Charting Nursing's Future

The challenge: Cover nursing issues from a policy perspective and policy issues through a nursing lens for the Future of Nursing: Campaign for Action website.

Our solution: Build on a network of nursing and policy contacts established over a decade to uncover fresh perspectives on relevant issues. Engage a team of experienced health and policy writers, skilled editors, photographers and other media professionals to create timely and insightful content. The result? Five of the eight most-read stories on the Campaign for Action website in 2018 were produced by Propensity.

Excerpt:

Red Tape Delays Nurse Practitioner-Ordered Home Care


Could an outdated Medicare regulation be creating care delays that put patients at risk?

Ron Ordona, DNP, FNP-BC, provides primary and urgent care to older adult patients, most of whom are too sick to leave their homes for routine medical care. Many of Ordona’s patients rely on home care provided by a registered nurse (RN) who can monitor their conditions and perform critical tasks such as dressing wounds or making sure they take their medications. Medicare covers this service, but only if a physician signs off on it.

As a nurse practitioner (NP), Ordona is one of many primary care providers whose patients bear the brunt of this rule that can delay care. A fax requesting certification for home care may sit unseen on the desk of a busy physician alongside dozens of other requests for hours or even days—delaying the start of care while a patient’s condition deteriorates.

Last December, Ordona ordered a hospice evaluation for a patient with dementia who was moving toward the end of life. While the home health agency that would perform the evaluation and dispatch a hospice nurse waited for Ordona’s collaborating physician to sign off on the order, the patient declined to the point where she needed emergency care.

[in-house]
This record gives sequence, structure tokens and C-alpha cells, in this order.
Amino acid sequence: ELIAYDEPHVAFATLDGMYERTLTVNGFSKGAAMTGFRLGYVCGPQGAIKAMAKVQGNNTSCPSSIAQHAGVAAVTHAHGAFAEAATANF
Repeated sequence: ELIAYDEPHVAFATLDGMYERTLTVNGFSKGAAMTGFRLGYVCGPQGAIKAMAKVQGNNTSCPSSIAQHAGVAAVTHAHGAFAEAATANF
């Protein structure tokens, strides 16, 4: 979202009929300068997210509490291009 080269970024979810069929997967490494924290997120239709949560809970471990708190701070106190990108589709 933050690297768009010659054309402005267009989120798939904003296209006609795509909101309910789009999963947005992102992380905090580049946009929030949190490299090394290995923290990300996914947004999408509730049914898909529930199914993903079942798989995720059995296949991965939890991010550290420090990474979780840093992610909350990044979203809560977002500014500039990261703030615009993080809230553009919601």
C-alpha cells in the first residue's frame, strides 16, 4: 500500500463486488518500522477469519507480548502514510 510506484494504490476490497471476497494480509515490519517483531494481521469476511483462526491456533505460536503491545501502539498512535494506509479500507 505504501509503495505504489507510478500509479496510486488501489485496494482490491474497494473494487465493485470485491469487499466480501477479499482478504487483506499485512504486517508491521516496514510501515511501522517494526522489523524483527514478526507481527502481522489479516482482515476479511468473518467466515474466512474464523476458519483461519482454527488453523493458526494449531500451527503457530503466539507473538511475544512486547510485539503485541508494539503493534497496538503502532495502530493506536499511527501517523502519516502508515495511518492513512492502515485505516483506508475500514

“You can only imagine,” says Ordona, expressing frustration at his patient’s ordeal, “someone with dementia, already feeling confused and combative, and in the ER—she didn’t need that.”


Requiring a physician’s certification can delay communication in the other direction too. If a nurse providing home care identifies an immediate need for Ordona to see a patient, the home health agency will sometimes erroneously contact the signing physician instead. Ordona recalls one incident where this kind of delay resulted in a hospitalization. “By the time I got the call,” Ordona says, “bacteria from a urinary tract infection had spread throughout the body and [the patient] needed treatment with IV antibiotics.”

These kinds of delays do not appear to be isolated. Sue Mullaney, DNP, APRN, GNP-BC, heads up a task force that recently surveyed members of the Gerontological Advanced Practice Nurses Association (GAPNA) about their experiences referring patients for home care. Two-thirds of the 260 respondents who said they order home care reported difficulty getting the initial certifying signature and say their patients are “likely” to experience delays in care as a result.